If you have not heard or read Barack Obama’s much-discussed “race speech” from a few weeks ago, I urge you to do so. You can read the transcript here (warning: it’s lengthy).
Now I am far from an apologist for Barack Obama. I have many reservations about him, as I do for the other candidates vying for the presidency. But one area in which I think Obama does exceed Hillary Clinton and John McCain is in rhetorical capability—the command of the spoken, well-articulated word.
Quite simply, Obama’s speeches blow the doors off of any of Clinton’s or McCain’s. Case in point: the “race speech.” Ostensibly delivered as a damage-control oration (to tranquilize the understandably damaging Rev. Wright controversy), the speech turned out to be one of the most complex, nuanced, unexpectedly brilliant bits of prose uttered by an American politician in the last two decades.
The speech was so striking because it did not sound political; it sounded intellectual. It did not pander to the lowest common denominator, but instead demanded a high level of cerebral engagement on the part of the audience. This is all very shocking and uncharacteristic of politics in the 21st century.
Even conservative intellectuals have noted the uncommon intelligence of Obama’s speech. Here’s an excerpt from a Wall Street Journal editorial by former Reagan speechwriter Peggy Noonan:
“The speech assumed the audience was intelligent. This was a compliment, and I suspect was received as a gift. It also assumed many in the audience were educated. I was grateful for this, as the educated are not much addressed in American politics.
Here I point out an aspect of the speech that may have a beneficial impact on current rhetoric. It is assumed now that a candidate must say a silly, boring line—"And families in Michigan matter!" or "What I stand for is affordable quality health care!"—and the audience will clap. The line and the applause make, together, the eight-second soundbite that will be used tonight on the news, and seen by the people. This has been standard politico-journalistic procedure for 20 years.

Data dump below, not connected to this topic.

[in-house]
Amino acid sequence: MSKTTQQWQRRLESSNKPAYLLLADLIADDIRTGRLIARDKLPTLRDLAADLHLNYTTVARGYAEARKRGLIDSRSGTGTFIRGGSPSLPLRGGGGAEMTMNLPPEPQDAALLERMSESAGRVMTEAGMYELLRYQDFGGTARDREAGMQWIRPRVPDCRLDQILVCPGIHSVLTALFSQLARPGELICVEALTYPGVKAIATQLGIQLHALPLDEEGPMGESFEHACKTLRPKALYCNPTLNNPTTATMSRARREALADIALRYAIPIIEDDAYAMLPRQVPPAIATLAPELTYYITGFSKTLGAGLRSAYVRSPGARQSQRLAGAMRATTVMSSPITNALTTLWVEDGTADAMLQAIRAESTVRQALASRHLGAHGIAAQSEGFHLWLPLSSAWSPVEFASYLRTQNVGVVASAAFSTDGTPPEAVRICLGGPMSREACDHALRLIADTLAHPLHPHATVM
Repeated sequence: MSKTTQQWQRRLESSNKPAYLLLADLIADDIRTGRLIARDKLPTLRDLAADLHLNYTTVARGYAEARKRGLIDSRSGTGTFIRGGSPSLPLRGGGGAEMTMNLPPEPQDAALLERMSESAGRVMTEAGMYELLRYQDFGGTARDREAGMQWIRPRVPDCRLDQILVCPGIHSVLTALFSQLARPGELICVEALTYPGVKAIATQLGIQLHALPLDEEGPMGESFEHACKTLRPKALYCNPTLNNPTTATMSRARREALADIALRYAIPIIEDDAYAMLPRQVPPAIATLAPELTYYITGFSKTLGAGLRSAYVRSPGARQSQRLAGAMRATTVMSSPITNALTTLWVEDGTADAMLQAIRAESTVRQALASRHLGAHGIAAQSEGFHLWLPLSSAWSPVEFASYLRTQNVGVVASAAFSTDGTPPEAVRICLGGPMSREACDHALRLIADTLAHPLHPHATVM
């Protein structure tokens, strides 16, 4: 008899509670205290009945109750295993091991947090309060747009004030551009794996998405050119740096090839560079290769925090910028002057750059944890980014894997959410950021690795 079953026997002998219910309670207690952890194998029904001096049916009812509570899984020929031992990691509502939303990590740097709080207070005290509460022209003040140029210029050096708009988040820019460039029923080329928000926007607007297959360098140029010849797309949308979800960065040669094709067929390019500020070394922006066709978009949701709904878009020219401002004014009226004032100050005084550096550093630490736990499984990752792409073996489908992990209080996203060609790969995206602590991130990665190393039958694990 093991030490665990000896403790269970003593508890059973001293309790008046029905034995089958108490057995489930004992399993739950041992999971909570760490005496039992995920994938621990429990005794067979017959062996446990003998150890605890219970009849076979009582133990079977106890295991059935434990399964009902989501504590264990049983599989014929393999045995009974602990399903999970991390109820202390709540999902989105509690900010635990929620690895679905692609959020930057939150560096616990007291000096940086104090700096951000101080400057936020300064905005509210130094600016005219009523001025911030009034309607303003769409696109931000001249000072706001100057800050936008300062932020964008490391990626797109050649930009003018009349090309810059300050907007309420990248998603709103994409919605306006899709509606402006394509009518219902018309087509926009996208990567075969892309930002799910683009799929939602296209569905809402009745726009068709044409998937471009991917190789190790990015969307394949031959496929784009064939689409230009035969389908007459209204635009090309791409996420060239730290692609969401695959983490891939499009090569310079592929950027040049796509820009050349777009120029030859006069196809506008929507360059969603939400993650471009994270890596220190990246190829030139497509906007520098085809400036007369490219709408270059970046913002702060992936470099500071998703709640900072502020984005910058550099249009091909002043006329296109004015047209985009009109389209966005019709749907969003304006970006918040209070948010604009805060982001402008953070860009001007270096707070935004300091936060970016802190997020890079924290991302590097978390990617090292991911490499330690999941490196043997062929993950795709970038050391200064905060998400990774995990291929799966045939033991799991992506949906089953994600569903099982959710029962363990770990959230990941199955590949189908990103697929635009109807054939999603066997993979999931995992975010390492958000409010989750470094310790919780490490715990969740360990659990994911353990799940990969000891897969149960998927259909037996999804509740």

Mr. Obama subverted this in his speech. He didn't have applause lines. He didn't give you eight seconds of a line followed by clapping. He spoke in full and longish paragraphs that didn't summon applause. This left TV producers having to use longer-than-usual soundbites in order to capture his meaning. And so the cuts of the speech you heard on the news were more substantial and interesting than usual, which made the coverage of the speech better. People who didn't hear it but only saw parts on the news got a real sense of what he'd said.
If Hillary or John McCain said something interesting, they'd get more than an eight-second cut too. But it works only if you don't write an applause-line speech. It works only if you write a thinking speech.
They should try it.”
Indeed, I think the reason Obama is so appealing to many of my generation is because he is so very counter to the cable news soundbite/infotainment zeitgeist. He is smart, serious, and eschews political stupidity. After eight years of an “I feel your pain” amoral politico and then eight more years of an anti-intellectual cowboy in the oval office, Americans are aching for something new—something as far from the “establishment” as possible. We don’t want a trigger-happy maverick in the White House; we want an educated visionary. We don’t want a politician in control of the free world; we want a professor.
Obama’s speech was more akin to a lecture by a college professor than it was a policy speech by a politician. It requires more than a thirty second Fox News soundbite to process and inspires us to rediscover the art of thinking through the issues. It recognizes that complicated problems can’t be solved in campaign speeches—but campaign speeches can at least get us thinking productively and critically about what and why these problems are.